Aristophanes The Assemblywomen And Blundell's Chapter On Spartan Women

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Plato’s Republic, Aristophanes’ The Assemblywomen, and Blundell’s chapter on Sparta women citizen, depicted many ideas of women’s value and participation in their societies. Blundell shows that the more radical lines of Spartan women ensured that female domestic power was accepted and maybe encouraged. In Plato’s and Aristophanes’ works can reflect a comparison to Blundell’s chapter on Sparta. Spartan women were raised in an all-female environment as their father or husbands were training for or at war most of the time. They saw little of their brothers once the barracks had claimed them at the age of seven. They were taught by her mother that domestic chores was not considered a fit occupation for a free woman.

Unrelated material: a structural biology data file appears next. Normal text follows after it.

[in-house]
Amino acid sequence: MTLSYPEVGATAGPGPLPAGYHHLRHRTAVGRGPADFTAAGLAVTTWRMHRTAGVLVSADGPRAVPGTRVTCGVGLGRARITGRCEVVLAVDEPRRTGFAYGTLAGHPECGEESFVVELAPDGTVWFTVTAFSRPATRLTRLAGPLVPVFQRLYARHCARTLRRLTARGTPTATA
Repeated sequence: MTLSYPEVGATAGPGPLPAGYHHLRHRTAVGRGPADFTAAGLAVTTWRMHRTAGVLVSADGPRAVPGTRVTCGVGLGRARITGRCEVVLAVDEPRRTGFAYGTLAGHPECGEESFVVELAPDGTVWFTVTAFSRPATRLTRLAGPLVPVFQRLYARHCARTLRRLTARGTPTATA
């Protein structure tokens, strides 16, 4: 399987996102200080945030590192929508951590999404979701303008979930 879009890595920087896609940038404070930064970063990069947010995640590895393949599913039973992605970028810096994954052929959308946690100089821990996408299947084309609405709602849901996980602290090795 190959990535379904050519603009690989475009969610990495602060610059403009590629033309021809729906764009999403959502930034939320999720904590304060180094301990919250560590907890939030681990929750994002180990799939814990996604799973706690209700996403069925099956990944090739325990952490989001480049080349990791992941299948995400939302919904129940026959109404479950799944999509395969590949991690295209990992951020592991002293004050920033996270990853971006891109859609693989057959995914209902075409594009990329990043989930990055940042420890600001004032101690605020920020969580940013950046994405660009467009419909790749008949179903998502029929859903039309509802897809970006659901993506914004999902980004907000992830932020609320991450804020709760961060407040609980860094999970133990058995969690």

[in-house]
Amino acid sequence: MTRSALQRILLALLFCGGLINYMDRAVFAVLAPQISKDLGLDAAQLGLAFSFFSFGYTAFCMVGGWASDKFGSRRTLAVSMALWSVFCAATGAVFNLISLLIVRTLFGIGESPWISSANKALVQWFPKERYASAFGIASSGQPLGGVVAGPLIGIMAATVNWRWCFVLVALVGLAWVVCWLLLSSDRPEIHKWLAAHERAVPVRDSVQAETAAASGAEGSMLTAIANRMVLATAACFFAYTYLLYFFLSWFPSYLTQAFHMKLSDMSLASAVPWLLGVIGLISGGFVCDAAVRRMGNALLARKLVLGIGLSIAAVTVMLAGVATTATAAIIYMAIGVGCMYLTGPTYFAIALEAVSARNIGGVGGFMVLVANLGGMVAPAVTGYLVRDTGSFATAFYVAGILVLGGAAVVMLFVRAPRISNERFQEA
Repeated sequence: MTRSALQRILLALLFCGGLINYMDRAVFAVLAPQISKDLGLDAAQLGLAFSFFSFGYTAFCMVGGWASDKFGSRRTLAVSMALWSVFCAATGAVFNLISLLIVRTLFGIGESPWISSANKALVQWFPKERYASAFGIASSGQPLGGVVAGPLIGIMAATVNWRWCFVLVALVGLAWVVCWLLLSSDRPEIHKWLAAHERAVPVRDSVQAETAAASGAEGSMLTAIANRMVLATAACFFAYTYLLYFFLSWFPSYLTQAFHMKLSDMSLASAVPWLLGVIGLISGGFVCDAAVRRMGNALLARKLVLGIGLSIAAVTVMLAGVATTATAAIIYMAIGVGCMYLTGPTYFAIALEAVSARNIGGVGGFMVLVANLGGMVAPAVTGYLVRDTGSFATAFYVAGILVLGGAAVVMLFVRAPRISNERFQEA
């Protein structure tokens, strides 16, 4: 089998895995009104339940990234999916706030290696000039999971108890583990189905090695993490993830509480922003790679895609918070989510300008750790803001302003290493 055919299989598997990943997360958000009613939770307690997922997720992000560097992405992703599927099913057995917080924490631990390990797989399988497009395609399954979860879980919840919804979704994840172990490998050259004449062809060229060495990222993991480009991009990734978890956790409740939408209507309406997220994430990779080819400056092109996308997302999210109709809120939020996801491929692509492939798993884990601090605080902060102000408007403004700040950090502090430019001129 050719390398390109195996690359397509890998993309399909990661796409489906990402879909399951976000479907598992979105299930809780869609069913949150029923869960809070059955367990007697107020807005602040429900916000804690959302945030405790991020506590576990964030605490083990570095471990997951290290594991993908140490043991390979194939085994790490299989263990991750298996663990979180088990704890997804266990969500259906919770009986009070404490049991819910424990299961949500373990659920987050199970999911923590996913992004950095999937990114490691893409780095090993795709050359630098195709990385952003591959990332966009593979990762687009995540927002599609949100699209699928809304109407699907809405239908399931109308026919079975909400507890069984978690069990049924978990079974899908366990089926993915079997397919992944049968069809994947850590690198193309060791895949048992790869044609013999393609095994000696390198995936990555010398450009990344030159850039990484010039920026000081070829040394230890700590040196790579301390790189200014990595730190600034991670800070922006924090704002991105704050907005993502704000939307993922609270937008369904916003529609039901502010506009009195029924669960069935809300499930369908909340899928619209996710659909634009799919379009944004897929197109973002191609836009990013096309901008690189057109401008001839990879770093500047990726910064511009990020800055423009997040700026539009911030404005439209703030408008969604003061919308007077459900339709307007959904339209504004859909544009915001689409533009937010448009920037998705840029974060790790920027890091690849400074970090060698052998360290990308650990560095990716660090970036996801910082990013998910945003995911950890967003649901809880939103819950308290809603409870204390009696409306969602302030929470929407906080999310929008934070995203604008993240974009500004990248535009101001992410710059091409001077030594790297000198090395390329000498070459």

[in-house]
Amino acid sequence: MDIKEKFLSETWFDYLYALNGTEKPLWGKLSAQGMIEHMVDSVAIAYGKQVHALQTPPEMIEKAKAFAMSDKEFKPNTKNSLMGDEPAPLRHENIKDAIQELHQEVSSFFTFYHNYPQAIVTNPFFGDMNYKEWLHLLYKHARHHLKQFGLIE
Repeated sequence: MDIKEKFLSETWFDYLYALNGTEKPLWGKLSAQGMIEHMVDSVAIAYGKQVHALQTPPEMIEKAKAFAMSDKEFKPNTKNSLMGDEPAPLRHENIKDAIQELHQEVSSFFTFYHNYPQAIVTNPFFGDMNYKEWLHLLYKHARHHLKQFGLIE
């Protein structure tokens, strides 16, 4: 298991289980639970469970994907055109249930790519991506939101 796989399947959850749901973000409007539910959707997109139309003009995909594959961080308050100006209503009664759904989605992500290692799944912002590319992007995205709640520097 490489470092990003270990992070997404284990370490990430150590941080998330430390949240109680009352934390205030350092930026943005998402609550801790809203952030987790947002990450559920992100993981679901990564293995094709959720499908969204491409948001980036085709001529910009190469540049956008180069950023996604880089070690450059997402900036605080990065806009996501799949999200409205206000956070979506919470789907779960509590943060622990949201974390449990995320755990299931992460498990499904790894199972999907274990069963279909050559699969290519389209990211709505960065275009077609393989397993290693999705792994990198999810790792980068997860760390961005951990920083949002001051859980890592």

From the age of seven until the age of thirty men were taking away to the barracks, they were allowed to get married in his twenties, but still had to reside in military training. Fathers being away caused their authority to being downgraded, a result of Spartan custom. “All older men were addressed as ‘father’ by Spartan boys, and had the right to discipline and punish them” (Blundell 151). Until the age of seven boys spend most of the times with their mother, so by the time their father came back they would already been
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The Republic claims to be Socrates’ who presents a social system directed to the complaints about women’s different minds and behavior. Imaginary dialogue between Plato’s and an Athenian take place on what would be said, and their views on women roles. Plato’s shows “And that their children should be shared in common, and no parent should know his own child or child his parent” (457c). Plato’s used Sparta as a model agreeing to children in common. Because Plato’s believed there was a law that wives should be shared in common, and also the children’s, this allowed the father to go ahead with his life, not considering his child as his

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